I like to put things down in words. But, words alone do not provide an adequate visual of Fifth Avenue in Playa del Carmen. You gotta have some photos as well.
Fifth Avenue begins near the pier around Avenido Benito Juarez (that is pretty much First Street). The tourist section of Fifth Avenue continues for about twenty block until around Calle 40. (If you're really mathematical, you might ask how that is possible? Calles (streets) are only even numbers in Playa. So, if you walk from Avenido Juarez to Calle 40, it's around twenty blocks.)
My favorite sites in all of Fifth Avenue are right around the pier area. The pier area is where you, of course, will notice the sculpture entitled Portal Maya (Mayan Gateway). Perhaps you remember that the Maya calendar ended on December 21, 21012 with all kinds of predictions for the end of the world? (The world didn't end and I celebrated my birthday the next day.) I guess nobody in Playa del Carmen believed it would end either. They commemorated this bronze statue then to promote a new era of light and prosperity. The statue, designed by Mexican artist Arturo Taravez, portrays a man pushed high into the air by the whirling wind while a woman is pushed just as high by the swirling water. Included in the sculpture are other symbols important in the area including jaguar, shells, and the rings used in a Mayan ball game.
Beneath the statue is where you will see the Aztec musicians perform on the beach and nearby the Valadores dancers swing towards the earth, upside-down, from a very tall pole about 100 feet above the ground. You can't just walk on by. You have to stop, stare and then grab your camera or phone.
As you walk on down the direction towards Calle 40, you'll pass McDonalds, Starbucks, mariachi bands, designer stores, ice cream shops, Aztec kings, souvenir shops, gourmet restaurants, bars, more souvenir shops, fish spas (where fish nibble the dirt right off your feet), hotels and even more souvenir shops. You'll also pass so many tourists. I'm told that October is the low season for the entire year. Still, I was shocked by the number of people who made their way to Playa this month.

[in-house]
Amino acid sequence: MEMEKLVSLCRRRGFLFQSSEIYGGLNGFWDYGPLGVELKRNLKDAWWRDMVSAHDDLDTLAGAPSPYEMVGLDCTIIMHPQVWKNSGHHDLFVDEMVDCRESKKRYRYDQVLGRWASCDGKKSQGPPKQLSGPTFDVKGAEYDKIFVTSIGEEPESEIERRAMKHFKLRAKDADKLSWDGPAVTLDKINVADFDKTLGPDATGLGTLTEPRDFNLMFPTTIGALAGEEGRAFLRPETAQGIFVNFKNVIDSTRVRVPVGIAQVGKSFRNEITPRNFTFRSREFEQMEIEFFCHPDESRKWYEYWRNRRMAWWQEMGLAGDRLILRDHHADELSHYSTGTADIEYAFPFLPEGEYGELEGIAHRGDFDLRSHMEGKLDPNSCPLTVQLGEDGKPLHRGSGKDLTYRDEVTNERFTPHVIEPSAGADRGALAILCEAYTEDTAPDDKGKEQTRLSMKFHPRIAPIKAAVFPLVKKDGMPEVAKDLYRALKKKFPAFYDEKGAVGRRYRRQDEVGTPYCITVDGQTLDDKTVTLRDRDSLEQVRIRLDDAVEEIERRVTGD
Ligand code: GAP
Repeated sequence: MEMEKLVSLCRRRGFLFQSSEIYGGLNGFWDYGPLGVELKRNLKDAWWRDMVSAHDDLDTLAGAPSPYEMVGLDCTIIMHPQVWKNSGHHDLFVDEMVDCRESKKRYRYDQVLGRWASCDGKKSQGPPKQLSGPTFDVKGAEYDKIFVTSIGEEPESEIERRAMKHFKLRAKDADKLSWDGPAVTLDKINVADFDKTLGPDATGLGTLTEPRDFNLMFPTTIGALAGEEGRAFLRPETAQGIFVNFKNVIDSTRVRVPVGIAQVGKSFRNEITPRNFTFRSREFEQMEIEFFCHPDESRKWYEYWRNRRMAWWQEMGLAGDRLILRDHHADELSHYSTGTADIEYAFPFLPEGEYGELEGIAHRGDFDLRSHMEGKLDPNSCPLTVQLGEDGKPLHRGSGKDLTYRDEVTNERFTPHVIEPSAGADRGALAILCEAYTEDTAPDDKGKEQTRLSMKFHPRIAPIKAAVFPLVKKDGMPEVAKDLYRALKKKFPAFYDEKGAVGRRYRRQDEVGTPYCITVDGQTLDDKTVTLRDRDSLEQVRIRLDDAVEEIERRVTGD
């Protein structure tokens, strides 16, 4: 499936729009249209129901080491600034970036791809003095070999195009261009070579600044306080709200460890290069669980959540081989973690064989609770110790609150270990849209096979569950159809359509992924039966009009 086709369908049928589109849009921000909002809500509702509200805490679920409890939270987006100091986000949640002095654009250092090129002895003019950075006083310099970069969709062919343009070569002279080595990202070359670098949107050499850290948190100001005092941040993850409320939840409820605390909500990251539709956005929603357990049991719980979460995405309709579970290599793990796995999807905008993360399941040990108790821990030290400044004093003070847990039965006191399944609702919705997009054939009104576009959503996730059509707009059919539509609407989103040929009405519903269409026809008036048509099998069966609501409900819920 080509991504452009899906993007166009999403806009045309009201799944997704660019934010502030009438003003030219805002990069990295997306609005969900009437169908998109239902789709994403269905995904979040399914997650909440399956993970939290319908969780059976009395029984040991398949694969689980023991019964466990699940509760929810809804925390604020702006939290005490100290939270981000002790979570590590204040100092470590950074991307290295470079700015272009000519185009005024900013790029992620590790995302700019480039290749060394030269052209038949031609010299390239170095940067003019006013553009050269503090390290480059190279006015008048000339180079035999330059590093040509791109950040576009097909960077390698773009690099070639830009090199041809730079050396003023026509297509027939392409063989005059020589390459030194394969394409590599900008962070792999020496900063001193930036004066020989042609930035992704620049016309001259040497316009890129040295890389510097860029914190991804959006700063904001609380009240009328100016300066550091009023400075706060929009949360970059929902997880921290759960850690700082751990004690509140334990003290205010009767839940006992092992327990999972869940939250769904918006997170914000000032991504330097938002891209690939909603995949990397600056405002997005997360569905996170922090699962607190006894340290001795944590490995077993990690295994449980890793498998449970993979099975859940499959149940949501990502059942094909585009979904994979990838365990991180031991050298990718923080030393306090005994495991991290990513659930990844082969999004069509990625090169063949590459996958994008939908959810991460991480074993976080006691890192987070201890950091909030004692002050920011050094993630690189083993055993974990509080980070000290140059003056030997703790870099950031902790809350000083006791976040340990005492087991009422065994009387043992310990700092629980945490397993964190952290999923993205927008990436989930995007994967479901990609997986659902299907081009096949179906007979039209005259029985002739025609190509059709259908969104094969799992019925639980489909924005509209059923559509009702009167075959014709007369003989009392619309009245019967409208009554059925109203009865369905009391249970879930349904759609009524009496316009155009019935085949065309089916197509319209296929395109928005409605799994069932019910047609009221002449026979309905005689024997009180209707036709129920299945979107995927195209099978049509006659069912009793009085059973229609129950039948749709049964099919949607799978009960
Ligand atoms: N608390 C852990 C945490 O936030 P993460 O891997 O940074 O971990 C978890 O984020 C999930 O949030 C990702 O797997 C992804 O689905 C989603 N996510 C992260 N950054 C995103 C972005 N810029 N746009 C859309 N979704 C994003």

I was shocked. Merchants were hungry. Low tourist season is no fun when you try to feed your family. Hawkers tried to lure me into their shop along each block. Women offered massages at their studios right on the street. I was also approached to see if I wanted to buy drugs. That offended me. I asked one person that I met if I seriously looked like someone who wanted drugs. His answer was, "Hey, you're white." Well, the real answer is, "NO, I don't do drugs."
After a week, I have to confess that Fifth Avenue lost some of its charm. I still stop every time I see an Aztec king, but I've been wandering other streets instead, in search of a Mexican experience. In my observation, most tourists stay in the vicinity of Fifth Avenue. The heart of the area for hotel, condo rentals and apartments runs from Avenido Juarez till about Calle 30 and then about five blocks deep. When you walk in this area, you'll always be among gringos. And, I must admit, I feel sorry for those visitors who only experience that very touristy experience in Playa.
My friend, Javier, invited me to his mother's diner on Avindeo Colosios. I didn't have a map. I just knew the general direction to walk. And, I walked. Avinedo Colosios was somewhere near Calle 70, more than 25 blocks from my rental. It was more of a walk than I expected. But, I made one very interesting observation. If you ever walk that far away from the tourist heart of Fifth Avenue, you will be the only gringo in sight. It quickly became my favorite part of the city.
I already learned how to take the bus there.